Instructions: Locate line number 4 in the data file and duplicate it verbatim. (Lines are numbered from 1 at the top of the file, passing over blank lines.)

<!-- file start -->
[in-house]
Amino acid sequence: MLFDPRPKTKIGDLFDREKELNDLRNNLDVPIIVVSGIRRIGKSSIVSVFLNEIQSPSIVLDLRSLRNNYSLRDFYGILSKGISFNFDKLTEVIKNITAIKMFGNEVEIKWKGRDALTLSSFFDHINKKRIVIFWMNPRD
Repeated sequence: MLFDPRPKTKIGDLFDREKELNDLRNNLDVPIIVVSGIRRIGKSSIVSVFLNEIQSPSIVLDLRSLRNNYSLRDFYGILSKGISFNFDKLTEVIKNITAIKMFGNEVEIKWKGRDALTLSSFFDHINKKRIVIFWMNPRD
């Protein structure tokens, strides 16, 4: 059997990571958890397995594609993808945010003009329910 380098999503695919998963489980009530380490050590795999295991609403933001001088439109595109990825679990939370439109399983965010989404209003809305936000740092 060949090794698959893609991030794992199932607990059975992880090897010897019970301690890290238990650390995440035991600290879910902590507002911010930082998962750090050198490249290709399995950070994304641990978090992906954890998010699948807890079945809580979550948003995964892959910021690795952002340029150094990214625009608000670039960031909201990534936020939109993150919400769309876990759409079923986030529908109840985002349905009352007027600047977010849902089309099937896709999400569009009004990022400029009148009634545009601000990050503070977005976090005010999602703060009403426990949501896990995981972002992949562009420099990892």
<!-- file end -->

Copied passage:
């Protein structure tokens, strides 16, 4: 059997990571958890397995594609993808945010003009329910 380098999503695919998963489980009530380490050590795999295991609403933001001088439109595109990825679990939370439109399983965010989404209003809305936000740092 060949090794698959893609991030794992199932607990059975992880090897010897019970301690890290238990650390995440035991600290879910902590507002911010930082998962750090050198490249290709399995950070994304641990978090992906954890998010699948807890079945809580979550948003995964892959910021690795952002340029150094990214625009608000670039960031909201990534936020939109993150919400769309876990759409079923986030529908109840985002349905009352007027600047977010849902089309099937896709999400569009009004990022400029009148009634545009601000990050503070977005976090005010999602703060009403426990949501896990995981972002992949562009420099990892």